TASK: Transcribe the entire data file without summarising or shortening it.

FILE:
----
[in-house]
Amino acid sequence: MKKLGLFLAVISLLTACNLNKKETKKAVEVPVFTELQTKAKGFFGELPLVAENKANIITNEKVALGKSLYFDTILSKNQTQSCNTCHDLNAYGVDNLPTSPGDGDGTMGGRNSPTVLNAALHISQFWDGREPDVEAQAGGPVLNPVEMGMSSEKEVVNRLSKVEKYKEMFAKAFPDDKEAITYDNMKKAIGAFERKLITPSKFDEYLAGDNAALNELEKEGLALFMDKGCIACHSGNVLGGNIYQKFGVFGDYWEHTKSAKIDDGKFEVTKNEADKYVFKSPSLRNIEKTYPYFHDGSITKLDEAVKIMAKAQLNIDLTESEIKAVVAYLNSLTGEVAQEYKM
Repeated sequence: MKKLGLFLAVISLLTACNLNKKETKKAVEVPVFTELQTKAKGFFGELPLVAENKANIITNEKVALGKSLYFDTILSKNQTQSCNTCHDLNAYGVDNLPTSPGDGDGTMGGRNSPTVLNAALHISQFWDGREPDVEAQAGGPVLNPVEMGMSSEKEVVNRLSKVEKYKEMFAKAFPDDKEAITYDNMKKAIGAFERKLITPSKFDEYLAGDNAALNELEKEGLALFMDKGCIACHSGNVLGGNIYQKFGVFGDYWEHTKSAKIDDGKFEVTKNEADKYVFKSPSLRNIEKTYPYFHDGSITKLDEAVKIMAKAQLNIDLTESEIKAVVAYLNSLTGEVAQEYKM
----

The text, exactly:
[in-house]
Amino acid sequence: MKKLGLFLAVISLLTACNLNKKETKKAVEVPVFTELQTKAKGFFGELPLVAENKANIITNEKVALGKSLYFDTILSKNQTQSCNTCHDLNAYGVDNLPTSPGDGDGTMGGRNSPTVLNAALHISQFWDGREPDVEAQAGGPVLNPVEMGMSSEKEVVNRLSKVEKYKEMFAKAFPDDKEAITYDNMKKAIGAFERKLITPSKFDEYLAGDNAALNELEKEGLALFMDKGCIACHSGNVLGGNIYQKFGVFGDYWEHTKSAKIDDGKFEVTKNEADKYVFKSPSLRNIEKTYPYFHDGSITKLDEAVKIMAKAQLNIDLTESEIKAVVAYLNSLTGEVAQEYKM
Repeated sequence: MKKLGLFLAVISLLTACNLNKKETKKAVEVPVFTELQTKAKGFFGELPLVAENKANIITNEKVALGKSLYFDTILSKNQTQSCNTCHDLNAYGVDNLPTSPGDGDGTMGGRNSPTVLNAALHISQFWDGREPDVEAQAGGPVLNPVEMGMSSEKEVVNRLSKVEKYKEMFAKAFPDDKEAITYDNMKKAIGAFERKLITPSKFDEYLAGDNAALNELEKEGLALFMDKGCIACHSGNVLGGNIYQKFGVFGDYWEHTKSAKIDDGKFEVTKNEADKYVFKSPSLRNIEKTYPYFHDGSITKLDEAVKIMAKAQLNIDLTESEIKAVVAYLNSLTGEVAQEYKM